First Human Case of H5N8 in Russia: How did experts react and warnings raised?
|The first human case of H5N8 has been detected in Russia. Photo: BBC|
The first human case of H5N8 has been detected in Russia
Russia said Saturday that its scientists had detected the world’s first case of transmission of the H5N8 strain of avian flu from birds to humans and had alerted the World Health Organization, reported Inquirer.
In televised remarks, the head of Russia’s health watchdog Rospotrebnadzor, Anna Popova, said scientists at the Vektor laboratory had isolated the strain’s genetic material from seven workers at a poultry farm in southern Russia, where an outbreak was recorded among the birds in December.
The workers did not suffer any serious health consequences, she added. They are believed to have caught the virus from poultry on the farm.
“Information about the world’s first case of transmission of the avian flu (H5N8) to humans has already been sent to the World Health Organization,” Popova said.
There are different subtypes of avian influenza viruses. While the highly contagious strain H5N8 is lethal for birds, it had never before been reported to have spread to humans. Popova praised “the important scientific discovery”, saying “time will tell” if the virus can further mutate.
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What is the H5N8 strain?
The H5N8 strain is a sub-type of the Influenza A virus that usually affects birds and mammals. The virus is highly lethal to wild birds and poultry, as cited by Zee News.
Where else has the H5N8 strain been reported?
Outbreaks of the H5N8 strain have been reported in Russia, Europe, China, the Middle East, and North Africa in recent months but so far only in poultry, reported Hindustan Times.
Several states in India had also reported the outbreak of avian flu in January but there was no report of transmission to humans. Experts had said the outbreak was caused by the H5N8 strain, though there are other strains circulating globally. A series of outbreaks have been reported in Europe in the past weeks, with wild birds suspected to be spreading the disease, they had said in early January.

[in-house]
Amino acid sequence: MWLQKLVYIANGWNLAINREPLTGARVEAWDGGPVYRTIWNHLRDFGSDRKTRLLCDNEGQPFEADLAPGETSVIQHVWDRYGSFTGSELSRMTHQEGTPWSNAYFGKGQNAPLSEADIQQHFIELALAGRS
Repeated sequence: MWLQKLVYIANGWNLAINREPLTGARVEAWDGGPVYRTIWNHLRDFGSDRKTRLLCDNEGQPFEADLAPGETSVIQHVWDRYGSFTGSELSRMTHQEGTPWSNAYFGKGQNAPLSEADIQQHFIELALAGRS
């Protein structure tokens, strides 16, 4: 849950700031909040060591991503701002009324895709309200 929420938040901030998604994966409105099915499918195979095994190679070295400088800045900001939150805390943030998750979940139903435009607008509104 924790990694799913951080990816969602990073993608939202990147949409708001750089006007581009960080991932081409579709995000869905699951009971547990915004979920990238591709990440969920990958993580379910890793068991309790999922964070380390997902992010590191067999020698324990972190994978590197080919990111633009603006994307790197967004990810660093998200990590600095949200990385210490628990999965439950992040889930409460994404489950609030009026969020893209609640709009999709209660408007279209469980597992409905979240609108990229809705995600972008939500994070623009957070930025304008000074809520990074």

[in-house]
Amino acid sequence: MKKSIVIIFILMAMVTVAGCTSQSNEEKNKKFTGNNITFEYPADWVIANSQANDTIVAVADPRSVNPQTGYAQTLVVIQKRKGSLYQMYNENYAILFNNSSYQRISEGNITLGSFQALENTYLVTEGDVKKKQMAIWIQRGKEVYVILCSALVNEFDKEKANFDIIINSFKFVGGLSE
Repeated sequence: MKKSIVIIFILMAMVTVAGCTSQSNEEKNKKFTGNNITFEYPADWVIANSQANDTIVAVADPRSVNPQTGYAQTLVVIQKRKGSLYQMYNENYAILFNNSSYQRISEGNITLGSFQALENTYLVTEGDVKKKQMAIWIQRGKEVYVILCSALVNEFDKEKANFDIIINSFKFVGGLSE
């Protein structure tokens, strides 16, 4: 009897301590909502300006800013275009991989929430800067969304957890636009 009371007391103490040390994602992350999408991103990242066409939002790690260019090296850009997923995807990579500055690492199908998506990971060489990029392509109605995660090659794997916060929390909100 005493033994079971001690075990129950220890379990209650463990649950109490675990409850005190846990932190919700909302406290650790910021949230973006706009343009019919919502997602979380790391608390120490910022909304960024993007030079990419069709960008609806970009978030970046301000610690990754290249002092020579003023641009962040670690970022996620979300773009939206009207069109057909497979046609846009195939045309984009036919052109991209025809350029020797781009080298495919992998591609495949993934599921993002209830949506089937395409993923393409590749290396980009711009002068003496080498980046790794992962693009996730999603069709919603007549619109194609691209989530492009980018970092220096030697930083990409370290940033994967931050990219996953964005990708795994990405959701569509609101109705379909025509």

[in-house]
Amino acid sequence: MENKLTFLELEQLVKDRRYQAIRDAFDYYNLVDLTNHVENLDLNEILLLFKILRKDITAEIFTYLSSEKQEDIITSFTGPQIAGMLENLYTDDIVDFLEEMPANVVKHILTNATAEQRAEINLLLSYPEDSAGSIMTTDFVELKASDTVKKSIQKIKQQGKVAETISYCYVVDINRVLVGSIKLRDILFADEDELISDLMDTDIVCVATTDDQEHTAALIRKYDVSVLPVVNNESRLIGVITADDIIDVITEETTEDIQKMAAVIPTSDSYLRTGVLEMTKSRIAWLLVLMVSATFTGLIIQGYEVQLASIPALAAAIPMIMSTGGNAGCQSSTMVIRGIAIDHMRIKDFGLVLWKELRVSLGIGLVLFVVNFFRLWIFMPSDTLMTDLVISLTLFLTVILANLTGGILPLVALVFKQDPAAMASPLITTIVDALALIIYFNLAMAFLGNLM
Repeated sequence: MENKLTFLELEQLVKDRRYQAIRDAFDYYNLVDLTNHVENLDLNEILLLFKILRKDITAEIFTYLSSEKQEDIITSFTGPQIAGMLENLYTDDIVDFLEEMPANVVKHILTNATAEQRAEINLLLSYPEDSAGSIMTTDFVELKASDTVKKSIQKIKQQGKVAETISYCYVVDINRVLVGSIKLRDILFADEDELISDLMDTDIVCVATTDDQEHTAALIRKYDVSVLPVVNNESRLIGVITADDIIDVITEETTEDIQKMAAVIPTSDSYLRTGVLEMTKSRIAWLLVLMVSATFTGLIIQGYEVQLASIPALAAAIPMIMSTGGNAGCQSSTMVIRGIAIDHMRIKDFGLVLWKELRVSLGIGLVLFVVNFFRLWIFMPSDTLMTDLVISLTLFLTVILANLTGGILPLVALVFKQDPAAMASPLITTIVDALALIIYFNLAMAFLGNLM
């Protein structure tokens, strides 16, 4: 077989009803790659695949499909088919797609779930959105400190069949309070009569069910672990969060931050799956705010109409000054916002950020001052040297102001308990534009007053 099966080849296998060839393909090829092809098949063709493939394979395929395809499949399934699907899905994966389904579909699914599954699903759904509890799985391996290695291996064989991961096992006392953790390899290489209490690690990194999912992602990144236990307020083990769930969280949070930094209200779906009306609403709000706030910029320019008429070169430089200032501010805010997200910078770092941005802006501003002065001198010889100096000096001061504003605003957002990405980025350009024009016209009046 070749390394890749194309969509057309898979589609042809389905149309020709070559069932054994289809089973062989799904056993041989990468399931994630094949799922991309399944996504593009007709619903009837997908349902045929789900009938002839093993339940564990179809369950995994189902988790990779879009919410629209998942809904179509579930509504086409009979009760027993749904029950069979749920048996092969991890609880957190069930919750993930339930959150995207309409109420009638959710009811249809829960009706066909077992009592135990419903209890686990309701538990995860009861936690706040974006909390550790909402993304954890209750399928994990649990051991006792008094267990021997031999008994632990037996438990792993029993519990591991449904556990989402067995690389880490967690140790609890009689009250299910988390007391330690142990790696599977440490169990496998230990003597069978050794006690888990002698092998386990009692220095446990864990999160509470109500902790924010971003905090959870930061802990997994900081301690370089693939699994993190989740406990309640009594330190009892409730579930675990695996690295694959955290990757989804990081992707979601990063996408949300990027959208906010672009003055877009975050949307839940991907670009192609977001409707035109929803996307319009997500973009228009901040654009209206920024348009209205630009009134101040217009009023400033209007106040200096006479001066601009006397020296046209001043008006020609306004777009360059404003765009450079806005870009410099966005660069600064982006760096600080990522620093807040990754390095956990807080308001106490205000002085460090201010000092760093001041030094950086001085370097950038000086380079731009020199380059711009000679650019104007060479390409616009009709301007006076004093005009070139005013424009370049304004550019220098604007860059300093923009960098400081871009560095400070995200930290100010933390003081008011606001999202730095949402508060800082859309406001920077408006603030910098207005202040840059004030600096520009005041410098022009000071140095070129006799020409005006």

According to experts, both H5N1 (another strain of avian influenza) and H5N8 have high pathogenicity or the ability of a pathogen to cause disease, but they don’t infect humans very effectively. However, past outbreaks among farm birds have needed extensive slaughtering programs.
How did experts react and warnings raised?
Chinese experts said although it may not become a black swan event, the discovery is a warning for countries that reported outbreaks of the strain. And they advised these countries to set up appropriate mechanisms to prevent inter-species transmission.
Human-to-human transmission of the novel bird flu virus has not been registered yet, Tass quoted a Russian official as saying on Sunday.
All seven infected people are in good health and have only mild symptoms, said the official.
Yang Zhanqiu, deputy director of the pathogen biology department at Wuhan University, said on Sunday that the pathogenicity of avian influenza seems not to be high judging by the current mild condition of the patients, which indicates the H5N8 bird flu outbreak is not that risky.
|Photo: Sky News|
Zhu Yi, an associate professor at China Agricultural University in Beijing, believes that the discovery that the new strain has passed from birds to humans might not become a black swan event, at most a "gray rhino event." Gray rhinos usually refer to non-random events that occur after a series of warnings and visible evidence.
"Humans have more experience in dealing with bird flu and tend to get the upper hand in the battle against the disease," Zhu said.
The H5N8 strain of bird flu has been found in Europe, South Asia, East Asia, the Middle East, and North Africa in recent months, with no detected cases of human infection until the Russian report.
Russian scientists found the new strain of bird flu at a poultry farm in southern Russian, where an outbreak in the bird population was recorded in December 2020, Tass reported.
However, both Chinese experts pointed out that the possibility of human-to-human transmission cannot be ruled out if the virus mutates.
The Russian official was quoted in the report that "time will tell how soon subsequent mutations will allow it to cross this [human-to-human] barrier."
Zhu said the inter-species transmission should sound an alarm to the world, especially the countries where bird flu outbreaks have happened, and that mechanisms should be established to prevent the virus from passing from wild birds to poultry and then to humans, reported Global Times.
The highly pathogenic avian influenza viruses are mainly transmitted through physical contact with infected poultry, their secretions, and excrement, and it could also cause infections via respiratory and digestive tracts. Wild birds are easily cross-infected during migration.
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